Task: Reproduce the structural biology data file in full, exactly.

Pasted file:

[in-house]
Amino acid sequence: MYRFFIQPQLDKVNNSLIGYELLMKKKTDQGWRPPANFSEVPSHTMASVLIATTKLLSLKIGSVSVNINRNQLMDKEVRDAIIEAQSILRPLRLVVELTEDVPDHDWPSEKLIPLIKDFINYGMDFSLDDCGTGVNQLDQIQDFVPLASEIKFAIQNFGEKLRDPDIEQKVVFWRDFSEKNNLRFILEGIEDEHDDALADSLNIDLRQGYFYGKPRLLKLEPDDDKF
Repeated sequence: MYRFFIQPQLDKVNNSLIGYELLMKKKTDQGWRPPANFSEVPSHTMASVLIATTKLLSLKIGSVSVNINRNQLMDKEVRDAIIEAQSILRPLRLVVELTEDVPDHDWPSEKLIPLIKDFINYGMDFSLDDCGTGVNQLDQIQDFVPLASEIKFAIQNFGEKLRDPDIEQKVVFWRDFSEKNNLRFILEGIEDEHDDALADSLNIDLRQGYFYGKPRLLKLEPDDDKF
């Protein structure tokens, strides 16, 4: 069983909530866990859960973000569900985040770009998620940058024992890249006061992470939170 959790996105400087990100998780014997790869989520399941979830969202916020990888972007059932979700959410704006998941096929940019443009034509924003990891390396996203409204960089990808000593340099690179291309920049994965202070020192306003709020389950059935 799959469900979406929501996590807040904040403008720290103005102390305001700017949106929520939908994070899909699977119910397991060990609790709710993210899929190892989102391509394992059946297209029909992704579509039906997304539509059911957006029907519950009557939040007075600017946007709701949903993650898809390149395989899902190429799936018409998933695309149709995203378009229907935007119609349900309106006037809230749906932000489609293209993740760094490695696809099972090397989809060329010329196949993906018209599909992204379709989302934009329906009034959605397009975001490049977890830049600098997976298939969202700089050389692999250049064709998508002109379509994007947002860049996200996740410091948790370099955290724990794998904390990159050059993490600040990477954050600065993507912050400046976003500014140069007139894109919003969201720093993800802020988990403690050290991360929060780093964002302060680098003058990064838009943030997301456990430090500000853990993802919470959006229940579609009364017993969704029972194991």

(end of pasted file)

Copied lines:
[in-house]
Amino acid sequence: MYRFFIQPQLDKVNNSLIGYELLMKKKTDQGWRPPANFSEVPSHTMASVLIATTKLLSLKIGSVSVNINRNQLMDKEVRDAIIEAQSILRPLRLVVELTEDVPDHDWPSEKLIPLIKDFINYGMDFSLDDCGTGVNQLDQIQDFVPLASEIKFAIQNFGEKLRDPDIEQKVVFWRDFSEKNNLRFILEGIEDEHDDALADSLNIDLRQGYFYGKPRLLKLEPDDDKF
Repeated sequence: MYRFFIQPQLDKVNNSLIGYELLMKKKTDQGWRPPANFSEVPSHTMASVLIATTKLLSLKIGSVSVNINRNQLMDKEVRDAIIEAQSILRPLRLVVELTEDVPDHDWPSEKLIPLIKDFINYGMDFSLDDCGTGVNQLDQIQDFVPLASEIKFAIQNFGEKLRDPDIEQKVVFWRDFSEKNNLRFILEGIEDEHDDALADSLNIDLRQGYFYGKPRLLKLEPDDDKF
């Protein structure tokens, strides 16, 4: 069983909530866990859960973000569900985040770009998620940058024992890249006061992470939170 959790996105400087990100998780014997790869989520399941979830969202916020990888972007059932979700959410704006998941096929940019443009034509924003990891390396996203409204960089990808000593340099690179291309920049994965202070020192306003709020389950059935 799959469900979406929501996590807040904040403008720290103005102390305001700017949106929520939908994070899909699977119910397991060990609790709710993210899929190892989102391509394992059946297209029909992704579509039906997304539509059911957006029907519950009557939040007075600017946007709701949903993650898809390149395989899902190429799936018409998933695309149709995203378009229907935007119609349900309106006037809230749906932000489609293209993740760094490695696809099972090397989809060329010329196949993906018209599909992204379709989302934009329906009034959605397009975001490049977890830049600098997976298939969202700089050389692999250049064709998508002109379509994007947002860049996200996740410091948790370099955290724990794998904390990159050059993490600040990477954050600065993507912050400046976003500014140069007139894109919003969201720093993800802020988990403690050290991360929060780093964002302060680098003058990064838009943030997301456990430090500000853990993802919470959006229940579609009364017993969704029972194991």